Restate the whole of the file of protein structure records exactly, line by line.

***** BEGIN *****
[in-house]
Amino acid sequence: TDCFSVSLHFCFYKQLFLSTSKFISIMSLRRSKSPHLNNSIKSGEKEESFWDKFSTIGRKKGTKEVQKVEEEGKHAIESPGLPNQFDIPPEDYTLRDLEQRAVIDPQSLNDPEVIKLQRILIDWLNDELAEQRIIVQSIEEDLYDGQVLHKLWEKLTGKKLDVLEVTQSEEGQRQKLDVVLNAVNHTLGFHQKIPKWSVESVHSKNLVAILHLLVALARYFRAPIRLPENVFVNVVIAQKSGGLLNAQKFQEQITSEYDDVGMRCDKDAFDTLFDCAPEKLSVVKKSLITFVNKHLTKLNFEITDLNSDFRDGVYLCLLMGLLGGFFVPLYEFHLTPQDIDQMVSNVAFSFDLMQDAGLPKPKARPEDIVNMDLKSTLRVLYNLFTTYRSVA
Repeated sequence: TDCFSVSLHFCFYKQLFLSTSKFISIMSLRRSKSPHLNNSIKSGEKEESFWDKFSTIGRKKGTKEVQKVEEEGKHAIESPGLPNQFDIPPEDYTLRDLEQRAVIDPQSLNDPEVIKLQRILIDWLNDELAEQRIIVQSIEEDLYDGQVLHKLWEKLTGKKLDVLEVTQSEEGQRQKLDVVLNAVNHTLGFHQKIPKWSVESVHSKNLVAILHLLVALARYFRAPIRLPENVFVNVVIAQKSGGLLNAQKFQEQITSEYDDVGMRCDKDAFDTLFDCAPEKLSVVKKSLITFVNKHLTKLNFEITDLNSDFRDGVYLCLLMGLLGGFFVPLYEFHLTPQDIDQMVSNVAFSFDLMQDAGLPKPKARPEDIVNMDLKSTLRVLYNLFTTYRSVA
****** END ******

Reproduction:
[in-house]
Amino acid sequence: TDCFSVSLHFCFYKQLFLSTSKFISIMSLRRSKSPHLNNSIKSGEKEESFWDKFSTIGRKKGTKEVQKVEEEGKHAIESPGLPNQFDIPPEDYTLRDLEQRAVIDPQSLNDPEVIKLQRILIDWLNDELAEQRIIVQSIEEDLYDGQVLHKLWEKLTGKKLDVLEVTQSEEGQRQKLDVVLNAVNHTLGFHQKIPKWSVESVHSKNLVAILHLLVALARYFRAPIRLPENVFVNVVIAQKSGGLLNAQKFQEQITSEYDDVGMRCDKDAFDTLFDCAPEKLSVVKKSLITFVNKHLTKLNFEITDLNSDFRDGVYLCLLMGLLGGFFVPLYEFHLTPQDIDQMVSNVAFSFDLMQDAGLPKPKARPEDIVNMDLKSTLRVLYNLFTTYRSVA
Repeated sequence: TDCFSVSLHFCFYKQLFLSTSKFISIMSLRRSKSPHLNNSIKSGEKEESFWDKFSTIGRKKGTKEVQKVEEEGKHAIESPGLPNQFDIPPEDYTLRDLEQRAVIDPQSLNDPEVIKLQRILIDWLNDELAEQRIIVQSIEEDLYDGQVLHKLWEKLTGKKLDVLEVTQSEEGQRQKLDVVLNAVNHTLGFHQKIPKWSVESVHSKNLVAILHLLVALARYFRAPIRLPENVFVNVVIAQKSGGLLNAQKFQEQITSEYDDVGMRCDKDAFDTLFDCAPEKLSVVKKSLITFVNKHLTKLNFEITDLNSDFRDGVYLCLLMGLLGGFFVPLYEFHLTPQDIDQMVSNVAFSFDLMQDAGLPKPKARPEDIVNMDLKSTLRVLYNLFTTYRSVA